Thicken your sauces and stews without worrying about burning flour

By Margaret Eby
December 13, 2018
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Growing up in Alabama, I knew that the hardest part of making gumbo was getting the roux right. Add as many tasty ingredients as you want, but if you don't have that essential binder, it'll be soup, not gumbo. Roux was intimidating to me. I knew burning it was bad. I knew that if I was making gumbo, I was also moving around 50 things at once in the kitchen, and burning it was also easy to do.

So when it was sauce day in the culinary program I'm in, I paid close attention to the section on roux, and what I learned was a revelation: There is absolutely no good reason to make your roux at the same time as your sauce and meat and whatever else you have going on. You can make roux ahead of time, put it in the refrigerator or even freeze it, and use it whenever you want to thicken sauces and stews. 

First, a reminder on what roux is. It's a mixture of roughly equal amounts of flour and fat, usually oil or butter, that you combine and cook until it begins to color. You can have a lighter roux for lighter sauce like a béchamel and a darker one for darker sauces, like for gumbo. Basically you want to make sure the raw flour taste is gone for a lighter roux, and that it's a nice golden brown or even brown-brown for a darker roux. You have to keep an eye on it the whole time and whisk constantly because once it starts to take on color, things can progress rapidly and suddenly you've burned the whole thing and need to start over.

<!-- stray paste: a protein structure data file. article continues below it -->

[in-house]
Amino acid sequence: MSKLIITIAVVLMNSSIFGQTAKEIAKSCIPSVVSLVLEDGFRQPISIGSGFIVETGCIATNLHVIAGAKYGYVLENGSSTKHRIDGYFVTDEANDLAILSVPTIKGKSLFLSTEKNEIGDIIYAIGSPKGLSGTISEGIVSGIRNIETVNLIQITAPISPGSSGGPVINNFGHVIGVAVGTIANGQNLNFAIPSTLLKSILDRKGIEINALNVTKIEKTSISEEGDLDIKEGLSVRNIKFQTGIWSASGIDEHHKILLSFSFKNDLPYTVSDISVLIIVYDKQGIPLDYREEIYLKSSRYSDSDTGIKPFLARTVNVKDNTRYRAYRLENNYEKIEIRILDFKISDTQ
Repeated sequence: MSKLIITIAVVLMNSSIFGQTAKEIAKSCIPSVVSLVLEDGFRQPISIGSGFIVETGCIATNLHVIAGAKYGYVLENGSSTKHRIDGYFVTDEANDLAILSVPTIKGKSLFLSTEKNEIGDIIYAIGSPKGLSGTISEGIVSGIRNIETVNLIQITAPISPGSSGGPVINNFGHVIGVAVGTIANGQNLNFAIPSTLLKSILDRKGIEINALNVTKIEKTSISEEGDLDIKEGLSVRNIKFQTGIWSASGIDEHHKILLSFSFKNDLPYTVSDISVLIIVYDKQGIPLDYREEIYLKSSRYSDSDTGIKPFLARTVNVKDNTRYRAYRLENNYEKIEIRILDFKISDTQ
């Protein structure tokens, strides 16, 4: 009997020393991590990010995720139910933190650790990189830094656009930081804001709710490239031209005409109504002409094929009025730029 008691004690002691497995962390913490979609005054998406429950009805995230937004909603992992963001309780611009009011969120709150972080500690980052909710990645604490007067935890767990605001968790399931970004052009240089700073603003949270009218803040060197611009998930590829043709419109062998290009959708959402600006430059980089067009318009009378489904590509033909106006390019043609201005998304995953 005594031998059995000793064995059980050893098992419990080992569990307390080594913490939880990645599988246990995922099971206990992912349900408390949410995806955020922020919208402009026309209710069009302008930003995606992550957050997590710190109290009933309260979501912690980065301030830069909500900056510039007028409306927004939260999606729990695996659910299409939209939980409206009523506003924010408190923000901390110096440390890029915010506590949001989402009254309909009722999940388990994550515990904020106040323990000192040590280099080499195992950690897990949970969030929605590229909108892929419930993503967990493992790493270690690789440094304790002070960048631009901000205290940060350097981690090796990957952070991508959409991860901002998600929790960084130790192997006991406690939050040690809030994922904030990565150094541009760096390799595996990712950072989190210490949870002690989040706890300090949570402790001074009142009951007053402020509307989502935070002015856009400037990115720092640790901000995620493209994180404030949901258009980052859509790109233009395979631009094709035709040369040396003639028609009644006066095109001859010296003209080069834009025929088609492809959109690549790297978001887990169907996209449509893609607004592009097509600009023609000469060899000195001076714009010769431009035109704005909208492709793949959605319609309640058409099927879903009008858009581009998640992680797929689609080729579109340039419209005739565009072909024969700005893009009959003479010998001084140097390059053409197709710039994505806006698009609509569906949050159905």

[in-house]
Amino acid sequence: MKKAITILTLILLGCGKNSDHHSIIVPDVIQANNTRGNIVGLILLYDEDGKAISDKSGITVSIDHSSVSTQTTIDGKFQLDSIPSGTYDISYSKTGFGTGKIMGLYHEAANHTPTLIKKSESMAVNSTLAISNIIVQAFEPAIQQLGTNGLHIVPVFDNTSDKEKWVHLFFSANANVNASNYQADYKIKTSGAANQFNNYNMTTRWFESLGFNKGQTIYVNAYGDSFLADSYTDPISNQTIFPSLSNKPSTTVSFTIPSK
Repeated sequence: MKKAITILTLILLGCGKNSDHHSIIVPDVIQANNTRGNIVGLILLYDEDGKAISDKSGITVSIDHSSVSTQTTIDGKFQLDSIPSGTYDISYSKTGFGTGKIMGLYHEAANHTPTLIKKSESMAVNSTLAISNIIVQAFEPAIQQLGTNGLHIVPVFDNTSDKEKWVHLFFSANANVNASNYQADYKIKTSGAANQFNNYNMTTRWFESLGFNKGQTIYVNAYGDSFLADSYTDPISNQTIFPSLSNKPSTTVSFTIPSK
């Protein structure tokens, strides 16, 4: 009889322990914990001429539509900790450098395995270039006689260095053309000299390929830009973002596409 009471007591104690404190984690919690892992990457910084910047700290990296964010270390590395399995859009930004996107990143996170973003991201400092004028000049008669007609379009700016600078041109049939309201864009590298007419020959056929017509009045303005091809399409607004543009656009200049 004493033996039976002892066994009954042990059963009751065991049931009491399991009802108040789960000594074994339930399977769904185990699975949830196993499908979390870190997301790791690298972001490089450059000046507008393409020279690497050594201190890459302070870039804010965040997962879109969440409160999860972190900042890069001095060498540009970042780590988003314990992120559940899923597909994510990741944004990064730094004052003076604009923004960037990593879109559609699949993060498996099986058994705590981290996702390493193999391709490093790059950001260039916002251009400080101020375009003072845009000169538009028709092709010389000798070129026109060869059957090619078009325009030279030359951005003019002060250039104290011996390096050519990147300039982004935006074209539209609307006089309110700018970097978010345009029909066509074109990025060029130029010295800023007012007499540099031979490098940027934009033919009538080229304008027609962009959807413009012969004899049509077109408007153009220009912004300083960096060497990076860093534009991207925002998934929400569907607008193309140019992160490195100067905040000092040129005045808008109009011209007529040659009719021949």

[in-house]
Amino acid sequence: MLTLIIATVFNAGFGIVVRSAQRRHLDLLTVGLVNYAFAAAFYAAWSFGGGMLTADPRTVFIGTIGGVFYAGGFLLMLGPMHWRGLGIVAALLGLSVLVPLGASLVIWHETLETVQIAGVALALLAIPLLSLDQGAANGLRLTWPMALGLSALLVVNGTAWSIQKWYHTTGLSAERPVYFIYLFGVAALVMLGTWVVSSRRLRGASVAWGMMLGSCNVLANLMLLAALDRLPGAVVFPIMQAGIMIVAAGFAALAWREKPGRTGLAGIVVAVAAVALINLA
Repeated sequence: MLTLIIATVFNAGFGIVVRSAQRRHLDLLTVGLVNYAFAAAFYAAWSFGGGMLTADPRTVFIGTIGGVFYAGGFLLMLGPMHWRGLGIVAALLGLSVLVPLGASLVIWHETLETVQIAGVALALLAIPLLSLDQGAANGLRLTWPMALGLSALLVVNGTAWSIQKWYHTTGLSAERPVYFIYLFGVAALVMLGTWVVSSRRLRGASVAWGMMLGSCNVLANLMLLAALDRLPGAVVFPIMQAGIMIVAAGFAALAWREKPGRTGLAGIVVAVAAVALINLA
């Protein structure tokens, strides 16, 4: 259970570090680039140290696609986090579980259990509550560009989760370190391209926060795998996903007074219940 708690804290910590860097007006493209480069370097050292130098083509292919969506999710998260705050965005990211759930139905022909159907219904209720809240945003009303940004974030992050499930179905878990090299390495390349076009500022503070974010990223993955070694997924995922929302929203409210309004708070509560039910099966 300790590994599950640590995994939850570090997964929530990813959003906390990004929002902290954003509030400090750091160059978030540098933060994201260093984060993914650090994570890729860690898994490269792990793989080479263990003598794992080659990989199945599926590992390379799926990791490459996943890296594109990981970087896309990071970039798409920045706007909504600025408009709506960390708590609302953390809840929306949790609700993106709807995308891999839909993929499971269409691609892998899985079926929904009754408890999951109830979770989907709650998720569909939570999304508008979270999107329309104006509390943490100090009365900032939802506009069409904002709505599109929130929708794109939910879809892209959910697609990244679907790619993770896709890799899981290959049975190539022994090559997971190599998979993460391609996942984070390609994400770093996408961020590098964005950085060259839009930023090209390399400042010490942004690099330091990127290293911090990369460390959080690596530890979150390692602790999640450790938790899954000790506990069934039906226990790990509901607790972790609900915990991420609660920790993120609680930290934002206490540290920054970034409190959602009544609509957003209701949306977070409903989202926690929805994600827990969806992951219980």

But there is nothing that says that you can't make a batch of roux well ahead of time and keep it for when you need it. In fact, that's what we do in class—break off a chunk from a quart container in the refrigerator and add it to a simmering sauce to thicken it. (You can also thicken sauces uses beurre manie, which is just combining equal parts soft butter and flour until it forms a kind of dough, which is a neat trick and also means you don't have the hassle of cooking the flour. Or you can roast flour in the oven and then combine it with butter! The possibilities, I tell you). 

The only thing that you want to make very sure of when you're adding a roux or a beurre manie to thicken your suace—or even a cornstarch slurry—is that you have a temperature differential going. You can add cold roux to simmering stock, but if you add warm roux to the stock, the sauce will get lumpy. That's a useful thing to know for everything, but particularly when you're making gravy

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